This week on our favorite show, the crew took an important step closer to building the fireplace and including one of our mantels. Yes, we’ve been blogging about This Old House for an entire month and are still waiting in suspense for our big moment. It is almost here.
So what happened this week?
First, we learned about steel. Host Kevin O’Connor went to visit steel fabricator Jay Coughlin and tour his company. This is where the steel for the Arlington project house is coming from. Coughlin explained how he works with architects to make sure the steel reinforcements are sized just right. They laser cut the pieces and drill holes in the appropriate places according to the plans of architects and engineers. Coughlin’s clients include local colleges, the Boston Red Sox, and many contractors.
Then, back on-site in Arlington, we see that the floor is framed, the subfloor is down, and a crane has arrived to set the steel into place. While many structures use wood as reinforcements, the engineer is worried about lateral movement, so he chose the stronger material.
Up on the Third Floor
Next we visit the third floor, which was mostly demolished during the lead paint abatement process. They’re pretty much down to the framing, which makes it easier for HVAC wiz Richard Trethewey to set up the heating and cooling system. He describes several possible approaches for adding A/C to the second and third floors. Ultimately, he decides on a high duct, small velocity system with an air handler on the second floor and a single condenser outside.
One of the first things homeowners Nick and Emily Deldon wanted was a different front porch. The old stairs were too steep, and nine were too many. The windows on the two sides of the porch didn’t even match. Well, it turns out the old stairs were not up to code, and totally lacked a sound footing. So the TOH crew demoed the porch.
Placing the footings.
This week Kevin and the show’s general contractor Tommy Silva helped install a new precast footing system. “I love them because they go in nice and fast,” Tommy said. The two-column footing system sits atop a trap zone made of broken rocks. When you compact it, the rocks lock together, adding to the integrity of the footing and allowing water to drain.
According to Tommy, the ideal height of a riser is 7.5 inches. So that’s what the new steps will be. He’s raising the grade so fewer steps will be required.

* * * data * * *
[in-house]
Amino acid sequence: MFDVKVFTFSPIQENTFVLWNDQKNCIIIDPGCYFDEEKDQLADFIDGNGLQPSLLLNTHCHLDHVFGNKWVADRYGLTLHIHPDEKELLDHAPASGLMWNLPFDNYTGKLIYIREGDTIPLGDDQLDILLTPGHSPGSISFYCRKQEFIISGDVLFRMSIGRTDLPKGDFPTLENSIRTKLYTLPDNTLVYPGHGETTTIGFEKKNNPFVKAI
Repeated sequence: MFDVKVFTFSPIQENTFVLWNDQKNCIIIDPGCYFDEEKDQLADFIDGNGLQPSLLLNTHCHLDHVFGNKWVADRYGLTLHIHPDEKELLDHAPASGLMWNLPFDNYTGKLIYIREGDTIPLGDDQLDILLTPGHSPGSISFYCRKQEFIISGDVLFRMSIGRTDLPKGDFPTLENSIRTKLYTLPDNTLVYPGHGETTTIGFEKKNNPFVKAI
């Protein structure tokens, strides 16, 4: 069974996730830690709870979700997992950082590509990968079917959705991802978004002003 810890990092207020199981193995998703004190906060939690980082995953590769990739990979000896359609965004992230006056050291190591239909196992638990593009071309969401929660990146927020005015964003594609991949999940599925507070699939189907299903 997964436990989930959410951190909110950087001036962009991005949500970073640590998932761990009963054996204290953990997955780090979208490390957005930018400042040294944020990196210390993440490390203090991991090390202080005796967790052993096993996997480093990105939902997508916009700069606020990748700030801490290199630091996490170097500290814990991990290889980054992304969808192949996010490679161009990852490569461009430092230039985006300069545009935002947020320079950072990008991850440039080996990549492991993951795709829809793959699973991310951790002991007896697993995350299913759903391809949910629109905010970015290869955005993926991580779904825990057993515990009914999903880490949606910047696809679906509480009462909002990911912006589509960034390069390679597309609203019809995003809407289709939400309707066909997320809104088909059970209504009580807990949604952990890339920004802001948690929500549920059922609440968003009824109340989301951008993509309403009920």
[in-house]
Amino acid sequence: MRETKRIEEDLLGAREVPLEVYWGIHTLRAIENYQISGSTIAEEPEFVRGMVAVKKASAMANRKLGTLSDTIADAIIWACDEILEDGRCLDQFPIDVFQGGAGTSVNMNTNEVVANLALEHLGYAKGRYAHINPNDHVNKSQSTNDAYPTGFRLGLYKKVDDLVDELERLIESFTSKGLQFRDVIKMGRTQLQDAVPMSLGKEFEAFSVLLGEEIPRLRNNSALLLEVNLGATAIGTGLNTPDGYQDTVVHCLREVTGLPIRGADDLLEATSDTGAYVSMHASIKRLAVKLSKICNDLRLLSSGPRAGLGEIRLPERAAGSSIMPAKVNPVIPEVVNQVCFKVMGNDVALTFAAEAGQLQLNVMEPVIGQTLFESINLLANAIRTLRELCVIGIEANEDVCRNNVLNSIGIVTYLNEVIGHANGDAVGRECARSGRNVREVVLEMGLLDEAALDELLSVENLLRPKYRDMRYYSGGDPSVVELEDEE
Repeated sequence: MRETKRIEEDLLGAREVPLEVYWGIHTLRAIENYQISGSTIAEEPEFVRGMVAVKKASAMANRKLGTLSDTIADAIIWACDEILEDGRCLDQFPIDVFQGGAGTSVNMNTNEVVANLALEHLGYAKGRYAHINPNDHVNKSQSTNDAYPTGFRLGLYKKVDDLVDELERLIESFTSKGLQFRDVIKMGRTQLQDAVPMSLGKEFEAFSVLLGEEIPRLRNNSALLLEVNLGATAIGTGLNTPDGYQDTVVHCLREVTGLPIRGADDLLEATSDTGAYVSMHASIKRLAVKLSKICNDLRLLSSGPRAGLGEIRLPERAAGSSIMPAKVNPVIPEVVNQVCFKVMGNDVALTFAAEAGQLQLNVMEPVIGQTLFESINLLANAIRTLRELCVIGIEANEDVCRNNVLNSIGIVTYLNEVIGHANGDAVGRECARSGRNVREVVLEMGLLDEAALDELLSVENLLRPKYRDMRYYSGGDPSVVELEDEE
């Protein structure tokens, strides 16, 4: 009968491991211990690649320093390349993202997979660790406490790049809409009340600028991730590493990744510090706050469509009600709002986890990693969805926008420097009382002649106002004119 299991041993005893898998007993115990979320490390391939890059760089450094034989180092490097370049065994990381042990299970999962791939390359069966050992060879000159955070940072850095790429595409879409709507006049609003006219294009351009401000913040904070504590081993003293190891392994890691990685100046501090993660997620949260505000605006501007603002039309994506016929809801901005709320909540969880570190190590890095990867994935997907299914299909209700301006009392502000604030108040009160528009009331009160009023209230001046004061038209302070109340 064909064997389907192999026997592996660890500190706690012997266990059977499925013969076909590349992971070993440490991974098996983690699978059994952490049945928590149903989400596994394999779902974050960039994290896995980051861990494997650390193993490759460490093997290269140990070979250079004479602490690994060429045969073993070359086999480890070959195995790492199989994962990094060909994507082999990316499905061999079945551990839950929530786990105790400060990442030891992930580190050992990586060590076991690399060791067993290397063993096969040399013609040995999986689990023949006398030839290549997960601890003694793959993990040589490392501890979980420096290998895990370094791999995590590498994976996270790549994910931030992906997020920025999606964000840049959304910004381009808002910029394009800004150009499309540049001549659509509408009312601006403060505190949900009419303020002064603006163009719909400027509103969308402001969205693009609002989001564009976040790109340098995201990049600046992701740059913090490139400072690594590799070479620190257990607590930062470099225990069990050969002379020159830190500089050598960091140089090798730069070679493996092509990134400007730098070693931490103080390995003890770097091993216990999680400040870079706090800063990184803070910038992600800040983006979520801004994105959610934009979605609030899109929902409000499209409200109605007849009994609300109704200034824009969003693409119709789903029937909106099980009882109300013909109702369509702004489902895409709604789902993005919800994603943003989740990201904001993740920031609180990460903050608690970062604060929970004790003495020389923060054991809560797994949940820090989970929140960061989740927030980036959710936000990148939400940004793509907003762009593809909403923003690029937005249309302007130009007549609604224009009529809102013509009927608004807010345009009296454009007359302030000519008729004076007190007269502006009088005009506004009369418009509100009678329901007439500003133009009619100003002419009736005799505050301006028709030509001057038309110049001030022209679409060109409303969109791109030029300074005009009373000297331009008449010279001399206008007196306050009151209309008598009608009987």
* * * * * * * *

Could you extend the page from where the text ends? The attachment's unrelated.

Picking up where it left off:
Getting Ready for the Fireplace
At last, we get to the fireplace! Nick and Emily want a traditional fireplace with a real fire, not a flip-the-switch setup. So Mark McCullough, mason, was back on the show explaining how he built the beautiful herringbone-pattered firebox for the project house.
He explained you have two choices of fireboxes: A Rumford or a Ben Franklin. The Rumford is a tall, shallow design first created by Sir Benjamin Thompson, a.k.a. Count Rumford. According to Mark, the Rumford emanates more heat.
But the Benjamin Franklin style is showier, with its big, roaring fire. It’s more for the aesthetic value than for the heat, says Mark, who describes himself as a Franklin guy, not a Rumford guy.
Nick and Emily already have a top-notch heating system planned. So when it comes to the fireplace, they’re prioritizing that big-flame ambiance over efficiency.
Mark explained how he made the firebox: He spread the bricks all over the floor then arranged them in a herringbone pattern. Mark cemented the bricks with special heat-resistant mortar, then let them set for two weeks. Finally, he could cut the sheet of herringbone bricks into four pieces, which he then constructed into the firebox. The bricks are designed to withstand 2,000 degrees; the hottest spot in this particular fireplace will be 1200 degrees. “Better safe than sorry,” Mark says. He plans to build a chimney about 14 feet high, to be sure it clears the roof and nearby trees. So close but yet so far away. While they almost have all the pieces in place, it looks like we’ll have to wait one more week to see our beautiful Amhurst mantel installed.
Mark explains his beautiful herringbone firebox design to Kevin.
At Old World Stoneworks, we’re extremely proud of the work we do. No wonder we’re so excited to share it with the world. While we have to wait another week to see our design installed by Kevin and his team, if you’d like to talk about how our artistry can benefit your home, there’s no reason to wait, give us a call today!